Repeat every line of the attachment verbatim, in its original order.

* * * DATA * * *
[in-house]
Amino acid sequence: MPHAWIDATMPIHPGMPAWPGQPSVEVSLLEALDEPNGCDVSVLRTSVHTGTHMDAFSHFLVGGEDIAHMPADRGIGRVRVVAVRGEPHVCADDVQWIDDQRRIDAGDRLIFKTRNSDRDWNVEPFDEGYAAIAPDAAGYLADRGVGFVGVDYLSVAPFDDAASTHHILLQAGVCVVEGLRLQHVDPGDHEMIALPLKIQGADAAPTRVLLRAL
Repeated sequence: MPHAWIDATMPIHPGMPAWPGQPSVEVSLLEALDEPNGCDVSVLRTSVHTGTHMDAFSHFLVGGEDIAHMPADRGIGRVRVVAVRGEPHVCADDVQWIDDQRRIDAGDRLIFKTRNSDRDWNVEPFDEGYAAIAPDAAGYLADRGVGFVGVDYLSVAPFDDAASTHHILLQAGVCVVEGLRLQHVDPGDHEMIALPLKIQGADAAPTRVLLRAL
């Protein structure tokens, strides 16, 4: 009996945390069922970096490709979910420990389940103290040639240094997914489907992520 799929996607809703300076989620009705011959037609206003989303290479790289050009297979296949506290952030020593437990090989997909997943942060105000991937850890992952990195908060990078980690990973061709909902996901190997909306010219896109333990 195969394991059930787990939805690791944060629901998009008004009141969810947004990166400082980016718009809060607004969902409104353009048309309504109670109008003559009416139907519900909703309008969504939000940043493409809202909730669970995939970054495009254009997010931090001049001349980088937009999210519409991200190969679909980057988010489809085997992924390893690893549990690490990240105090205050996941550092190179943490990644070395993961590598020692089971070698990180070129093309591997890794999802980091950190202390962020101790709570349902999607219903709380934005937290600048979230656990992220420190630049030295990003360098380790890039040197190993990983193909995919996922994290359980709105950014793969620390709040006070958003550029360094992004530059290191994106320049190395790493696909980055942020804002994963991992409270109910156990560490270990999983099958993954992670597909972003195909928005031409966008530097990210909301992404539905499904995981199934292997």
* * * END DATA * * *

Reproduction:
[in-house]
Amino acid sequence: MPHAWIDATMPIHPGMPAWPGQPSVEVSLLEALDEPNGCDVSVLRTSVHTGTHMDAFSHFLVGGEDIAHMPADRGIGRVRVVAVRGEPHVCADDVQWIDDQRRIDAGDRLIFKTRNSDRDWNVEPFDEGYAAIAPDAAGYLADRGVGFVGVDYLSVAPFDDAASTHHILLQAGVCVVEGLRLQHVDPGDHEMIALPLKIQGADAAPTRVLLRAL
Repeated sequence: MPHAWIDATMPIHPGMPAWPGQPSVEVSLLEALDEPNGCDVSVLRTSVHTGTHMDAFSHFLVGGEDIAHMPADRGIGRVRVVAVRGEPHVCADDVQWIDDQRRIDAGDRLIFKTRNSDRDWNVEPFDEGYAAIAPDAAGYLADRGVGFVGVDYLSVAPFDDAASTHHILLQAGVCVVEGLRLQHVDPGDHEMIALPLKIQGADAAPTRVLLRAL
């Protein structure tokens, strides 16, 4: 009996945390069922970096490709979910420990389940103290040639240094997914489907992520 799929996607809703300076989620009705011959037609206003989303290479790289050009297979296949506290952030020593437990090989997909997943942060105000991937850890992952990195908060990078980690990973061709909902996901190997909306010219896109333990 195969394991059930787990939805690791944060629901998009008004009141969810947004990166400082980016718009809060607004969902409104353009048309309504109670109008003559009416139907519900909703309008969504939000940043493409809202909730669970995939970054495009254009997010931090001049001349980088937009999210519409991200190969679909980057988010489809085997992924390893690893549990690490990240105090205050996941550092190179943490990644070395993961590598020692089971070698990180070129093309591997890794999802980091950190202390962020101790709570349902999607219903709380934005937290600048979230656990992220420190630049030295990003360098380790890039040197190993990983193909995919996922994290359980709105950014793969620390709040006070958003550029360094992004530059290191994106320049190395790493696909980055942020804002994963991992409270109910156990560490270990999983099958993954992670597909972003195909928005031409966008530097990210909301992404539905499904995981199934292997």